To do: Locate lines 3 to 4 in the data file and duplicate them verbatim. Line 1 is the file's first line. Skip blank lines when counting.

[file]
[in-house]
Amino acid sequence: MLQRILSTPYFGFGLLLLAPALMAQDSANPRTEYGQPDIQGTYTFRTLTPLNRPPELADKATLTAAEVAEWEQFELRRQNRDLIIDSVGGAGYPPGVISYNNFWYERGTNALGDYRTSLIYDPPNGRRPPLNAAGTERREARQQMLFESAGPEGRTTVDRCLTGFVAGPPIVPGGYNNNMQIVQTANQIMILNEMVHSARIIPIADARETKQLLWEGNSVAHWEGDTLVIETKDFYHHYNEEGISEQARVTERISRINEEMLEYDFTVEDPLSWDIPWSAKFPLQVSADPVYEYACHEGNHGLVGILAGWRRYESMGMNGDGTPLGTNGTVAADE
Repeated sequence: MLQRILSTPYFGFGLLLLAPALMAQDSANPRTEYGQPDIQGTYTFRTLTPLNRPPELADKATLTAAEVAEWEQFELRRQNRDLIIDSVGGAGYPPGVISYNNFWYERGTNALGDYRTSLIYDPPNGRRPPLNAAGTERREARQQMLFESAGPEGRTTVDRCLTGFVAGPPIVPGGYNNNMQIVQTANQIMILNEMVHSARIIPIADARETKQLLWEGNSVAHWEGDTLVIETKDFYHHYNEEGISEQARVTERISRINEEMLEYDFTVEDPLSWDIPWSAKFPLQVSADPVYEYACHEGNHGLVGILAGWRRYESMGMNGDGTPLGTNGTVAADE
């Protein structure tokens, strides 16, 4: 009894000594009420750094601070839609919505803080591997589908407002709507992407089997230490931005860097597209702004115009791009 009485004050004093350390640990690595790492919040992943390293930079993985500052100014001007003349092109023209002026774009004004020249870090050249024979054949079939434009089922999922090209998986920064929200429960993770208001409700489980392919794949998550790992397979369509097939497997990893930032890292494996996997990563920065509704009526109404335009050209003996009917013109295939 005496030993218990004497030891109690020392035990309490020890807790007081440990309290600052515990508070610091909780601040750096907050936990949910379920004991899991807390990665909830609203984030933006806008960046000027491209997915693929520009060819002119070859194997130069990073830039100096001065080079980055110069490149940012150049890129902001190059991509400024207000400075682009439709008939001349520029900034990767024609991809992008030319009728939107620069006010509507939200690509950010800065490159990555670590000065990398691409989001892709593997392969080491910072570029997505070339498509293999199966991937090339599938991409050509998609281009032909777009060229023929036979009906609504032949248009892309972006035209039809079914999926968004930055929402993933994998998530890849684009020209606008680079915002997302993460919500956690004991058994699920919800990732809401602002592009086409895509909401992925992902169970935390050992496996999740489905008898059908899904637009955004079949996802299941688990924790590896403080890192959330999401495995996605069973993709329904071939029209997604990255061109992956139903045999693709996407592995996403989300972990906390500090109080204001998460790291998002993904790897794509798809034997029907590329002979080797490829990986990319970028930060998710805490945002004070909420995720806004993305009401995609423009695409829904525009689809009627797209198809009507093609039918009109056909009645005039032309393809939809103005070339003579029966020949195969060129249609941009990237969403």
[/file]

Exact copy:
Repeated sequence: MLQRILSTPYFGFGLLLLAPALMAQDSANPRTEYGQPDIQGTYTFRTLTPLNRPPELADKATLTAAEVAEWEQFELRRQNRDLIIDSVGGAGYPPGVISYNNFWYERGTNALGDYRTSLIYDPPNGRRPPLNAAGTERREARQQMLFESAGPEGRTTVDRCLTGFVAGPPIVPGGYNNNMQIVQTANQIMILNEMVHSARIIPIADARETKQLLWEGNSVAHWEGDTLVIETKDFYHHYNEEGISEQARVTERISRINEEMLEYDFTVEDPLSWDIPWSAKFPLQVSADPVYEYACHEGNHGLVGILAGWRRYESMGMNGDGTPLGTNGTVAADE
């Protein structure tokens, strides 16, 4: 009894000594009420750094601070839609919505803080591997589908407002709507992407089997230490931005860097597209702004115009791009 009485004050004093350390640990690595790492919040992943390293930079993985500052100014001007003349092109023209002026774009004004020249870090050249024979054949079939434009089922999922090209998986920064929200429960993770208001409700489980392919794949998550790992397979369509097939497997990893930032890292494996996997990563920065509704009526109404335009050209003996009917013109295939 005496030993218990004497030891109690020392035990309490020890807790007081440990309290600052515990508070610091909780601040750096907050936990949910379920004991899991807390990665909830609203984030933006806008960046000027491209997915693929520009060819002119070859194997130069990073830039100096001065080079980055110069490149940012150049890129902001190059991509400024207000400075682009439709008939001349520029900034990767024609991809992008030319009728939107620069006010509507939200690509950010800065490159990555670590000065990398691409989001892709593997392969080491910072570029997505070339498509293999199966991937090339599938991409050509998609281009032909777009060229023929036979009906609504032949248009892309972006035209039809079914999926968004930055929402993933994998998530890849684009020209606008680079915002997302993460919500956690004991058994699920919800990732809401602002592009086409895509909401992925992902169970935390050992496996999740489905008898059908899904637009955004079949996802299941688990924790590896403080890192959330999401495995996605069973993709329904071939029209997604990255061109992956139903045999693709996407592995996403989300972990906390500090109080204001998460790291998002993904790897794509798809034997029907590329002979080797490829990986990319970028930060998710805490945002004070909420995720806004993305009401995609423009695409829904525009689809009627797209198809009507093609039918009109056909009645005039032309393809939809103005070339003579029966020949195969060129249609941009990237969403």